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We conclude this edition with a trio of comedies starting with Taking the Flak a comedy all about war reporters. The action takes part in the fictional African province of Karibu. Reporter Harry Chambers is the local BBC anchor in Karibu however when conflict strikes the rest of the news team land in Karibu to trump Chambers. Top foreign correspondent is David Bradburn who has very little knowledge on anything he covers but manages to blag his way through most broadcasts thanks to help from the locals and using his natural charm. The BBC team also includes hassled producer Jane Thomason, World Service reporter Margaret Hollis and Bradburn’s loyal cameraman and Thomason’s lover Rory Wallace. While in Karibu there is Harry’s hotel receptionist girlfriend Grace and the local fixer Joyful. It is said Taking the Flak is based on a lot of stories from BBC news correspondents and most of the script seems to be stringed together of anecdotes. The young Chambers is slightly reminiscent of Drop the Dead Donkey’s Damian Day, he has some of the best lines and always feels hard-done by. Meanwhile David Bradburn is basically John Simpson as played by Martin Jarvis, it is nice to see Jarvis playing someone who isn’t a nice old man and Bradburn is anything but he is smarmy, charming at the right time and overall a classic sitcom character. Meanwhile Doon Mackichan as Jane has the best ear for comedy and so delivers her lines the best and Mackenzie Crook pops up in some nice cameos as the producer of the news back in the U.K. My main problem with Taking the Flak was the run-time. An hour is too much for most sitcoms even if they have good material, which this didn’t always provide for example Margaret Hollis seemed to exist mainly to have fits of diarrhoea. If the cheap jokes were weeded out and some of the minor characters scrapped this would’ve been a nice neat 30 minute sitcom. As it is this is seven hours of comedy which will probably go downhill as the show continues which is a shame as beneath all the crap is a decent sitcom.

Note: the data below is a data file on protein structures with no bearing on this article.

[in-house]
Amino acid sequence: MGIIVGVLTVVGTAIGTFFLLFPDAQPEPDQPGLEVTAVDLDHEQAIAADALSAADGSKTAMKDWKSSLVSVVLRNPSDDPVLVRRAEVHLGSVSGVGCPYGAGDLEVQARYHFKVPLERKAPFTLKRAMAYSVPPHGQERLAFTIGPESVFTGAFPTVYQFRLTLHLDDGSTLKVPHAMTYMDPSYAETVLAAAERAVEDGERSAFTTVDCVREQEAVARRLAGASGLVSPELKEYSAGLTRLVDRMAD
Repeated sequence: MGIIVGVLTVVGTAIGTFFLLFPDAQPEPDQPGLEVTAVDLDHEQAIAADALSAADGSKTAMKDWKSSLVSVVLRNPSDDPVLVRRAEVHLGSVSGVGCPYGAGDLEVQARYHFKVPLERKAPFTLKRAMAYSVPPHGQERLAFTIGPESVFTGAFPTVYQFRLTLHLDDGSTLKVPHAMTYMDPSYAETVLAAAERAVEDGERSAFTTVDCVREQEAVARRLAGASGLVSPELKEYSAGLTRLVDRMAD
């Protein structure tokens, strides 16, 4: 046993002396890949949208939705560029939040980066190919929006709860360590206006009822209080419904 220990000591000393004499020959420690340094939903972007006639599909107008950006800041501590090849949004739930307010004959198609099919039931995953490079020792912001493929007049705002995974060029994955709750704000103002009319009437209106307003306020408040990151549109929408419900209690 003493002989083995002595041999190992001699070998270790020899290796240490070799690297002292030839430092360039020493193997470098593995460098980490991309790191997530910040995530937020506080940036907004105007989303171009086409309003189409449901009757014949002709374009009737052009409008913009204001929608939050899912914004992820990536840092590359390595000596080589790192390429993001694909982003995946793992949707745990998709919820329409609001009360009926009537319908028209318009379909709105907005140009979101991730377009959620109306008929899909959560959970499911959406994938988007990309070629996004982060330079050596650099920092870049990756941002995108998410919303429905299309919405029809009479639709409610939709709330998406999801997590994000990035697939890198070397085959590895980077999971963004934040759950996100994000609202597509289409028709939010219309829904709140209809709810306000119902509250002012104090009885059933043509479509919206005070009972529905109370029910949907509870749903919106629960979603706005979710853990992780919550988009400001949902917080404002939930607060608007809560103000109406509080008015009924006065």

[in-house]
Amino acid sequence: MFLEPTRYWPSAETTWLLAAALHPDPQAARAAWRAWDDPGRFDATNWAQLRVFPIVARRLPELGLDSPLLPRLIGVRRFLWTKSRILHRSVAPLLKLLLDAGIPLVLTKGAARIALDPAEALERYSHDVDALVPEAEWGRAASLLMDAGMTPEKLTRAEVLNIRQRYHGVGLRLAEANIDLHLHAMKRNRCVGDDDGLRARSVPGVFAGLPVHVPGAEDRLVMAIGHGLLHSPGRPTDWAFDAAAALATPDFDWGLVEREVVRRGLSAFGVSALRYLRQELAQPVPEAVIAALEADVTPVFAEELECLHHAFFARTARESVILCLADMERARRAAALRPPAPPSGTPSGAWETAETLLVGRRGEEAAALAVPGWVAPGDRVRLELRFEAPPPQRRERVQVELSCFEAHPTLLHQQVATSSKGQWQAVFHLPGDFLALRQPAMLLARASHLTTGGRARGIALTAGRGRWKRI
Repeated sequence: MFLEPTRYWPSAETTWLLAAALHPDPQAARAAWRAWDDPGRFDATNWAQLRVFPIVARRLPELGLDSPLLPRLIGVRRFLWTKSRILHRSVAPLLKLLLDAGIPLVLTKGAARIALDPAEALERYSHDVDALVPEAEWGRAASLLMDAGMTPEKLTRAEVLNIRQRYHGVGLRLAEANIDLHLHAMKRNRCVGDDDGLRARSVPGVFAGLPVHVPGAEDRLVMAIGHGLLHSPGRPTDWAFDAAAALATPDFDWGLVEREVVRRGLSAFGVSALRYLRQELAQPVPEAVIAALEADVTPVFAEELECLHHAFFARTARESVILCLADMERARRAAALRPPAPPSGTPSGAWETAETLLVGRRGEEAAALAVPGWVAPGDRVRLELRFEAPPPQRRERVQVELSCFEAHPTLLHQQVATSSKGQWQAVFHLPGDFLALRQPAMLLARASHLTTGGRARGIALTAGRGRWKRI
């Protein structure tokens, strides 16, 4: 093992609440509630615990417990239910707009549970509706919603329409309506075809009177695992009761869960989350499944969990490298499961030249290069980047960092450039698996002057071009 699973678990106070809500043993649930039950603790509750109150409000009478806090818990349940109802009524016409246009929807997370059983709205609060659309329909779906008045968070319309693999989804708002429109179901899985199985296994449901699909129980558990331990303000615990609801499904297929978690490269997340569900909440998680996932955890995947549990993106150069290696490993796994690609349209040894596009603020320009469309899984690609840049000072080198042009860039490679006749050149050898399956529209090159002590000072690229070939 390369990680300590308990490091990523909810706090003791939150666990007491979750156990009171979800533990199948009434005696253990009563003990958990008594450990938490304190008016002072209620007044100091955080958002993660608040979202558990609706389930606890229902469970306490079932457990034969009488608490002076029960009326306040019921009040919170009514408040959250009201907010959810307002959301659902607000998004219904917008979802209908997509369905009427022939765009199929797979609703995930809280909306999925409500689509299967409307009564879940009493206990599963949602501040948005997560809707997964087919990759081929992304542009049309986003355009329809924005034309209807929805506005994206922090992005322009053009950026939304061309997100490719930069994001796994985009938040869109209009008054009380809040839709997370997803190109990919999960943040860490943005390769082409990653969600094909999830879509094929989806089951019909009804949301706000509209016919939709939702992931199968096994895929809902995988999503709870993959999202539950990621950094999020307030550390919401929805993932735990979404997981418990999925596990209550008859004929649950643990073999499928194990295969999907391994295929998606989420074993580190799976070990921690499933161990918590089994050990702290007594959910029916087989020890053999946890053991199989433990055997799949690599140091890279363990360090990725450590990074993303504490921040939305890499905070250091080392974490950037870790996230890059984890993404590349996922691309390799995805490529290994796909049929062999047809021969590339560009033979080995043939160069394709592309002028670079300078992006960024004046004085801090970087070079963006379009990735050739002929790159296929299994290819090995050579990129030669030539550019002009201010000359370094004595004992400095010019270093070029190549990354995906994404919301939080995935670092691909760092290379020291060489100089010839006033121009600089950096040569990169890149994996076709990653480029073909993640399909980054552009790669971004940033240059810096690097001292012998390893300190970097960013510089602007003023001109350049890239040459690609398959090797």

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Crap also featured heavily in the second sitcom in this bunch. Entitled Getting On this was part of the pensioner season on BBC4 and was set on the geriatric ward of a hospital. The title refers to the patients who are Getting On and the staff who are just getting on with it. The crap comes into it as one of the patients drops some excrement early on and the nurses have to fill in a form so the female doctor can use it for her research. The two nurses on the ward are Sister Den Flixter and Nurse Kim Wilde, who have to agonise over what the Indian woman on the ward is saying and whether to eat the birthday cake of a deceased patient as her sister hasn’t yet come along to pick up her belongings. Above the two nurses is Dr. Pippa Moore who of course is interested in her faeces research and nothing more so she completely misreads the signals when one of the patients is about to go off to Switzerland to be euthanised. The only male member of the cast is the imposing Ricky Grover as new male matron Hilary Loftus who is not happy with the state of the ward and wants things done differently. Unlike Taking the Flak, Getting On has more of an ear for language and takes things at the pace that they would in the surroundings. Although not laugh-a-minute there are some big laughs and some big shocks. The setting of the ward also adds to the feeling of isolation it is dimly shot and the wide angles suggest that there is no life outside for the patients or the staff. The three central actresses lead by Jo Brand as Kim all co-wrote the show and are able to deliver their lines perfectly. Although I don’t know if this will survive past its three episode run it is definitely a dark horse.